IIT Gandhinagar  ajanta@iitgn.ac.in  ap@iitgn.ac.in
Soil Testing Lab

Introduction Experimental Setup Data Analysis Results Theory

Bender Element Test

Need and Scope:

Determination of small strain shear modulus of soils in the laboratory by propagating a shear wave through the specimen, measure its velocity, and calculate the small strain shear modulus using density & shear wave velocity of the material. Shear waves can be generated and measured by small pieces of piezoceramic called bender elements, which can be installed at the end caps of specimens in commonly used triaxial setup. The piezoceramic bender element is an electro-mechanical transducer, which is capable of converting mechanical energy either to or from electrical energy.


Shear wave velocity determination in sands is important for analyzing and predicting safety of various structures located on it. The initial tangent shear modulus (Gmax) of soil, also termed as small strain shear modulus of soil, is a fundamental parameter used in various kinds of geotechnical analysis especially in earthquake geotechnical engineering and soil dynamics. There is an increasing interest in using small strain shear modulus to define the state of sand so as to use non-destructive techniques for site characterization. The value of shear modulus depends on a number of parameters, including void ratio, confining stress, soil structure, degree of saturation, temperature, stress history, and time.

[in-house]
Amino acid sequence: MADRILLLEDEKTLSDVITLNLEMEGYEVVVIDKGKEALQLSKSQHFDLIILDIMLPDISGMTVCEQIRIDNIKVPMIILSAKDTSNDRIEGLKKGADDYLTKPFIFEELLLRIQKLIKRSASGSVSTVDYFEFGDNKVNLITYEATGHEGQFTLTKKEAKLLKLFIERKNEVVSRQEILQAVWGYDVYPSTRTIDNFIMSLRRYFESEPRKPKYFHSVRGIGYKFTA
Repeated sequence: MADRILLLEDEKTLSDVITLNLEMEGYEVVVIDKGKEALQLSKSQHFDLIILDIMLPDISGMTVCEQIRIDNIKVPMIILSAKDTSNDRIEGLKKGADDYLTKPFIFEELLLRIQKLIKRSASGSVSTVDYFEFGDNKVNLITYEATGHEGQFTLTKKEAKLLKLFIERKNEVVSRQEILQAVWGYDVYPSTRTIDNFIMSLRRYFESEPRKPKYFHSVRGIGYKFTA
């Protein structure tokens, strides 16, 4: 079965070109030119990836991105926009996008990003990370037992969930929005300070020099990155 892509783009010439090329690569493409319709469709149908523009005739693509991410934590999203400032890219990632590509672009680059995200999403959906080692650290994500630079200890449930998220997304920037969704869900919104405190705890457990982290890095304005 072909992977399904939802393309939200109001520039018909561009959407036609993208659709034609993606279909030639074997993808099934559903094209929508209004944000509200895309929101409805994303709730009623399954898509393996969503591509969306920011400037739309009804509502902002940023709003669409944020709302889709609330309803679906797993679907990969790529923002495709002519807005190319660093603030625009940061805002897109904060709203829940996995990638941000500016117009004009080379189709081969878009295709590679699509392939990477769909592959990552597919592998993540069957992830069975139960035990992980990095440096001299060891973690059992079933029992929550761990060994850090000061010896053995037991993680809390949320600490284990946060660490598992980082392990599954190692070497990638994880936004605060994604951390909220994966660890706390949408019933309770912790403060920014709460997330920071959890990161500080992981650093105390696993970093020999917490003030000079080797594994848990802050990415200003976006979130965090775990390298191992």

At strains within the elastic range, typically 10-4% or less, the stiffness is represented by shear wave velocity, and in turn small strain shear modulus. This parameter is useful for the design and analysis of earthquake resistant foundations, vibrating machine foundations, vibration isolation measures, analysis of soil-structure interaction problems and design of shallow and deep foundations. Some of the real life situations, where these studies are of great importance are: impact of an earthquake on structures such as buildings, roads, embankments, railway track formations, monitoring soil stabilization,

The strain level in engineering structures lies in the small strain range, and thus the small-strain modulus (Gmax) of geotechnical fill materials is a key parameter in defining the material response to static loading. It is now treated as a fundamental property of soil. Gmax is also important in small-strain dynamic analyses such as those used to predict soil behaviour during earthquakes, explosions, or machine and traffic vibrations.

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